Nitrogen and phosphorus are two of the three most important nutrients your crop needs to meet its potential. They are also the two nutrients most susceptible to leaching. Nitrates readily dissolve and drain to depths below where plant roots can get to them. Phosphorus also leaches and moves downward in sandy soil. To combat this, a good understanding of soil composition and a good water management strategy are required so that all your input decisions can help your crop achieve its full potential consistently.
Drainage systems are invaluable during spring when water is so abundant it can threaten new plantings and even your ability to plant during the prime window. They’re also extremely important during the fall when you need dry crop conditions for a timely harvest.
During the hotter, drier months of the summer, however, nature doesn’t always cooperate by providing enough water for viable yields, and that valuable tile in your field can become even more important for maximum profits. With the addition of controlled drainage structures, you can have positive control of the water table throughout the field. Utilizing water control gates can turn your traditional tile drainage into a water retention system that keeps your water table at the appropriate level.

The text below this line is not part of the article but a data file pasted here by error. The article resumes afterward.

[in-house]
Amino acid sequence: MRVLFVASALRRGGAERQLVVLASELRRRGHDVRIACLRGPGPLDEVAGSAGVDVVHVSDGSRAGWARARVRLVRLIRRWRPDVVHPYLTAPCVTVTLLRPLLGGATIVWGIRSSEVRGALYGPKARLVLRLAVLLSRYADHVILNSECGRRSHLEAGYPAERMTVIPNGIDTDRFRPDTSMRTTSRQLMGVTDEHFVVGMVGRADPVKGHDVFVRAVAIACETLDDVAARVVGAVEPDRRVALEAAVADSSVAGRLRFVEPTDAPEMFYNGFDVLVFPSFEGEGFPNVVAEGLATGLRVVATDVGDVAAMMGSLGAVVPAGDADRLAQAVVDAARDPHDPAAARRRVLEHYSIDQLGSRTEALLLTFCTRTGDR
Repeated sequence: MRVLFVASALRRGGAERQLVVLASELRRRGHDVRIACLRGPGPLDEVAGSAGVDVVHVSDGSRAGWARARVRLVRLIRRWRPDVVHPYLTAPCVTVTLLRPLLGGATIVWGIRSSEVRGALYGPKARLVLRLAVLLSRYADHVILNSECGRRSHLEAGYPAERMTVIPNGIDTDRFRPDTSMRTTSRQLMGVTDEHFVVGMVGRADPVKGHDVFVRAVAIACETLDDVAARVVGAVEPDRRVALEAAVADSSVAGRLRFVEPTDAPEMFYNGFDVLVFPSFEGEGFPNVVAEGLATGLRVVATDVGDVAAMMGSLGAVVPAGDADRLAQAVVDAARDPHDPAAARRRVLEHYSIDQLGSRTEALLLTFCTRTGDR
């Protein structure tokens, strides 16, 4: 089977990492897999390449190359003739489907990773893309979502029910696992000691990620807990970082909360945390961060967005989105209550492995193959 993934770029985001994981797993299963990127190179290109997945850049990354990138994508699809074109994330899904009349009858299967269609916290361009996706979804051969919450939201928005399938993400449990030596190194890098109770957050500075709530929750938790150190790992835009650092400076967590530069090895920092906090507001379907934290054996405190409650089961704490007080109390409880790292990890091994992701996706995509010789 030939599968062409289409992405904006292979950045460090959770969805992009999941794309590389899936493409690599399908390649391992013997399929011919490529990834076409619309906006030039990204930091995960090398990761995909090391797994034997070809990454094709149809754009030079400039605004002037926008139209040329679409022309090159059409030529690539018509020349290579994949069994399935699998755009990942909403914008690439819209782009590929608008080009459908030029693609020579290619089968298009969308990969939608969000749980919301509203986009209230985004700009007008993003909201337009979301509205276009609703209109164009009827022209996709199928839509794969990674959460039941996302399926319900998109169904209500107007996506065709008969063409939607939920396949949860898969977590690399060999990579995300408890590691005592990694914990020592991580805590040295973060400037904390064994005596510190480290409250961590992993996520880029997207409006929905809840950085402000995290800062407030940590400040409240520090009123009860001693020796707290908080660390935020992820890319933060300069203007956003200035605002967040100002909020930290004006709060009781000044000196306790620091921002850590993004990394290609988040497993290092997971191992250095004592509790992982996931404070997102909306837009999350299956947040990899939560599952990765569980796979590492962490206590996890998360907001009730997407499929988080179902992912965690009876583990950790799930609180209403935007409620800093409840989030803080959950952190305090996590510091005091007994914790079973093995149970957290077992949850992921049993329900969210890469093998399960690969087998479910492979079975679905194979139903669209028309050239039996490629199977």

Early in the growing season, the gates can be left wide open to push your crop to increase root depth and tap into more nutrients, giving it better drought tolerance and fewer issues with lodging. Later in the growing season, they can be used to store water in your field and keep it readily available for increased yields.
Drainage control structures don’t just increase your yields. They have also been shown to reduce nutrient runoff and help farmers have better control of the water quality that exits their fields. Not only can a drainage control system boost your yields – they can help reduce your overall inputs as well!
With all these factors potentially affecting your yields, it is easy to see why proper water management is the solid foundation of every successful precision ag farm. Whether it’s too much, not enough, or in the wrong place, water issues impact every grower. Trimble Agriculture has been a leader in the water management space for 50 years now. We love listening to our customers because they give us most of our best ideas, and we take pride in developing products and end-to-end solutions that solve our customers’ most pressing needs.
Photo Credit: Daniel H., Vantage South Atlantic
About Author: Josh Shuler is a Product Manager with Trimble Agriculture covering multiple product lines including Water Management. He has more than 16 years of professional industry experience across the breadth of precision agriculture. He is originally from Missouri where he grew up on a row-crop and animal production farming operation. He’s a 2002 graduate of Northwest Missouri State University in Maryville, Missouri.